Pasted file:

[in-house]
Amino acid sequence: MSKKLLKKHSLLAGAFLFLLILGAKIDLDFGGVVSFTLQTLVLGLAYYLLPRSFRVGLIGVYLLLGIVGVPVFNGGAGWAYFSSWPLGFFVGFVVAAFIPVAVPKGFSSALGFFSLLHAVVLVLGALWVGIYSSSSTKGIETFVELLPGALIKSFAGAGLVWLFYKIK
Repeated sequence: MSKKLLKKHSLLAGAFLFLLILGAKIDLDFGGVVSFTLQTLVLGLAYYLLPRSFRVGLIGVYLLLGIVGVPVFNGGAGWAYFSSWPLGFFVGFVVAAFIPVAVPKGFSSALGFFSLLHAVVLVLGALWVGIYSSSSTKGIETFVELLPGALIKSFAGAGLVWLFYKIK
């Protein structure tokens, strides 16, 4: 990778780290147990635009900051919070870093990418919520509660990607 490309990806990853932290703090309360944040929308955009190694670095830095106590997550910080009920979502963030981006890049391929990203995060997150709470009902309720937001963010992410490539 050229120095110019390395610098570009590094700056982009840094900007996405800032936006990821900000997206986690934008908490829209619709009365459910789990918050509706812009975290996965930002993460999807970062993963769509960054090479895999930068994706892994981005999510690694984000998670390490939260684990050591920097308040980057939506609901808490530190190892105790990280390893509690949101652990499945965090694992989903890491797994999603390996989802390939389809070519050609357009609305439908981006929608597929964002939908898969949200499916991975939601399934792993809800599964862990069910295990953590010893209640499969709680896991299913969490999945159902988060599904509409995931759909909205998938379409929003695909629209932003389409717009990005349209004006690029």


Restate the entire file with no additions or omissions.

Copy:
[in-house]
Amino acid sequence: MSKKLLKKHSLLAGAFLFLLILGAKIDLDFGGVVSFTLQTLVLGLAYYLLPRSFRVGLIGVYLLLGIVGVPVFNGGAGWAYFSSWPLGFFVGFVVAAFIPVAVPKGFSSALGFFSLLHAVVLVLGALWVGIYSSSSTKGIETFVELLPGALIKSFAGAGLVWLFYKIK
Repeated sequence: MSKKLLKKHSLLAGAFLFLLILGAKIDLDFGGVVSFTLQTLVLGLAYYLLPRSFRVGLIGVYLLLGIVGVPVFNGGAGWAYFSSWPLGFFVGFVVAAFIPVAVPKGFSSALGFFSLLHAVVLVLGALWVGIYSSSSTKGIETFVELLPGALIKSFAGAGLVWLFYKIK
């Protein structure tokens, strides 16, 4: 990778780290147990635009900051919070870093990418919520509660990607 490309990806990853932290703090309360944040929308955009190694670095830095106590997550910080009920979502963030981006890049391929990203995060997150709470009902309720937001963010992410490539 050229120095110019390395610098570009590094700056982009840094900007996405800032936006990821900000997206986690934008908490829209619709009365459910789990918050509706812009975290996965930002993460999807970062993963769509960054090479895999930068994706892994981005999510690694984000998670390490939260684990050591920097308040980057939506609901808490530190190892105790990280390893509690949101652990499945965090694992989903890491797994999603390996989802390939389809070519050609357009609305439908981006929608597929964002939908898969949200499916991975939601399934792993809800599964862990069910295990953590010893209640499969709680896991299913969490999945159902988060599904509409995931759909909205998938379409929003695909629209932003389409717009990005349209004006690029």